I'm punching myself on the head for not having thought of this earlier, but so it happened. What awoke me was Tim's video, it made me smile because he makes a wishful guess that the autonomy of the GG would be big. This started a chain of thoughts that led me to notice some worrying facts. Let me share it:

    The GG should run at least twice as long since it uses not one but two batteries, right? Wrong!!! Since it uses two batteries it will last only half of the time.

    What? Is Tico crazy? LOL, no I'm not. I have been doing electronics as a hobby for some decades. Ask anyone who knows just the basics of electronics (Ohm's Law and what Watts are) and he/she will confirm that all what follows is right.

    There are two ways of joining two batteries: in parallel or in series.
    If you put them in parallel the voltage will remain the same. (What is voltage? It's a bit like the equivalent of what pressure is in hydraulics. Just for the sake of understanding, it's like the strength with which the electricity inside the battery is pushing.) At the same time the ability to produce current doubles. You can have twice the current for the same time or the same current for twice the time (What is current? It's a measure of how much electricity flows from the positive pole to the negative. The equivalent in hydraulics could be how many gallons per minute flow inside a pipe.)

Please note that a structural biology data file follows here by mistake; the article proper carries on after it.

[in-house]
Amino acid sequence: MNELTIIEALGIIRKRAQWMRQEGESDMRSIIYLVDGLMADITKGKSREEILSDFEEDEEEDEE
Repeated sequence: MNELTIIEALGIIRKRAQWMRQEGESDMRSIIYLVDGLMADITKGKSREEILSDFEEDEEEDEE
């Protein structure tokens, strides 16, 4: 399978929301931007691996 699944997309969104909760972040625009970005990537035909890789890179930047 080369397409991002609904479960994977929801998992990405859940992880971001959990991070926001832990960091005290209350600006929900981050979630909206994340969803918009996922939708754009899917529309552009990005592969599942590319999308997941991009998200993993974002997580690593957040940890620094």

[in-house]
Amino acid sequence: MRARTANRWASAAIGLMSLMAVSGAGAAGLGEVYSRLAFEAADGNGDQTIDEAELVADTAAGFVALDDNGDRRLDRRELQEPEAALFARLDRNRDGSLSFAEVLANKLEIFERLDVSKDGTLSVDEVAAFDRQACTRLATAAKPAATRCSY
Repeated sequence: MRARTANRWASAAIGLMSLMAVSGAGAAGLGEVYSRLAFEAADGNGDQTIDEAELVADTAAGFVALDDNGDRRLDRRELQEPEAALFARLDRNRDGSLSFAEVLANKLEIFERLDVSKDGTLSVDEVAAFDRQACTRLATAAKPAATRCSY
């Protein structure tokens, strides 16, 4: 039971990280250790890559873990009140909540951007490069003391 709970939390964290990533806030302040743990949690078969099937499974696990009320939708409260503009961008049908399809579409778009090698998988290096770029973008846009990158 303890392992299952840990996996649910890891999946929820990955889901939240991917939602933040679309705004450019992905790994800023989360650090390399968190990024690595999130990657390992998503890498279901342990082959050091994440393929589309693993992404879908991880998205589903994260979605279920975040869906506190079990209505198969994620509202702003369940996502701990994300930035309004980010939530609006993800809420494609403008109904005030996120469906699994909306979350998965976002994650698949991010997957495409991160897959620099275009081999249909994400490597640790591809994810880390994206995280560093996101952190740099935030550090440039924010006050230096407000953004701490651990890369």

If instead you connect the two batteries in series (as they are inside the GG) the voltage doubles and the capacity to produce current remains the same.
    But if you double the voltage that you apply to the atomizer, also the current that flows through it will double. This is what Ohm's law says: I = V/R or, in plain English: the current that flows is equal to the voltage applied divided by the resistance. (What is resistance? The word itself says is: it's the resistance that any object opposes to an electrical current trying to flow through it). The resistance of the atomizer has not changed, it's the very same atomizer, but with two batteries in series the voltage is doubled and as a consequence also the current that flows through the atomizer doubles.

    As we saw earlier, the capacity to sustain an electrical current of two batteries in series is the same as that of a single battery. So, since the current has doubled and the capacity is still the same the batteries will last only half of the time.

    Quite unexpected, isn't it? I guess that most or maybe everyone, just as Tim, would have thought: With two batteries it will last twice longer. The surprise is that it will only last half the time instead.